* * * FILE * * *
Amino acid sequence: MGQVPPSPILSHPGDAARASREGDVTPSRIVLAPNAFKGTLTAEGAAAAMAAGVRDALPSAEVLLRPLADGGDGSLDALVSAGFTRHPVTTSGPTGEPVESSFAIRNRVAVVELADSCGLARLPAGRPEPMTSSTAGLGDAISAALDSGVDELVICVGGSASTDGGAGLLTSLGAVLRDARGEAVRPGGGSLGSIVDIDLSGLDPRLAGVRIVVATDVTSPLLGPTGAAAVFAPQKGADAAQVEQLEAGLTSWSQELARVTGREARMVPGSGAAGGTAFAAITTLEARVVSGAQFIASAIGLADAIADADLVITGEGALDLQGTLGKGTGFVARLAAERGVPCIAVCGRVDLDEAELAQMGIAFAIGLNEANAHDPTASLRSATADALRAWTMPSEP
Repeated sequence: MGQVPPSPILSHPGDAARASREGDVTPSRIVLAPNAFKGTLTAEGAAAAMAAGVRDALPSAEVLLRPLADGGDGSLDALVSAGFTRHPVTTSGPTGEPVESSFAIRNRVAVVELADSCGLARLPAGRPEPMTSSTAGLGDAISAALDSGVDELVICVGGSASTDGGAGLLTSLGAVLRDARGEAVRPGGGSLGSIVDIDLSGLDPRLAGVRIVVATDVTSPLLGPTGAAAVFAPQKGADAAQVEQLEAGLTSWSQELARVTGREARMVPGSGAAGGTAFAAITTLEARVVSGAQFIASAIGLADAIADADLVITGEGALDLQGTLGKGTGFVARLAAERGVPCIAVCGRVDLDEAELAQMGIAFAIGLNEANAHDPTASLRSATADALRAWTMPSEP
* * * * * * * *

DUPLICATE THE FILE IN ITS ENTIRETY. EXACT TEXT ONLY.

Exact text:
Amino acid sequence: MGQVPPSPILSHPGDAARASREGDVTPSRIVLAPNAFKGTLTAEGAAAAMAAGVRDALPSAEVLLRPLADGGDGSLDALVSAGFTRHPVTTSGPTGEPVESSFAIRNRVAVVELADSCGLARLPAGRPEPMTSSTAGLGDAISAALDSGVDELVICVGGSASTDGGAGLLTSLGAVLRDARGEAVRPGGGSLGSIVDIDLSGLDPRLAGVRIVVATDVTSPLLGPTGAAAVFAPQKGADAAQVEQLEAGLTSWSQELARVTGREARMVPGSGAAGGTAFAAITTLEARVVSGAQFIASAIGLADAIADADLVITGEGALDLQGTLGKGTGFVARLAAERGVPCIAVCGRVDLDEAELAQMGIAFAIGLNEANAHDPTASLRSATADALRAWTMPSEP
Repeated sequence: MGQVPPSPILSHPGDAARASREGDVTPSRIVLAPNAFKGTLTAEGAAAAMAAGVRDALPSAEVLLRPLADGGDGSLDALVSAGFTRHPVTTSGPTGEPVESSFAIRNRVAVVELADSCGLARLPAGRPEPMTSSTAGLGDAISAALDSGVDELVICVGGSASTDGGAGLLTSLGAVLRDARGEAVRPGGGSLGSIVDIDLSGLDPRLAGVRIVVATDVTSPLLGPTGAAAVFAPQKGADAAQVEQLEAGLTSWSQELARVTGREARMVPGSGAAGGTAFAAITTLEARVVSGAQFIASAIGLADAIADADLVITGEGALDLQGTLGKGTGFVARLAAERGVPCIAVCGRVDLDEAELAQMGIAFAIGLNEANAHDPTASLRSATADALRAWTMPSEP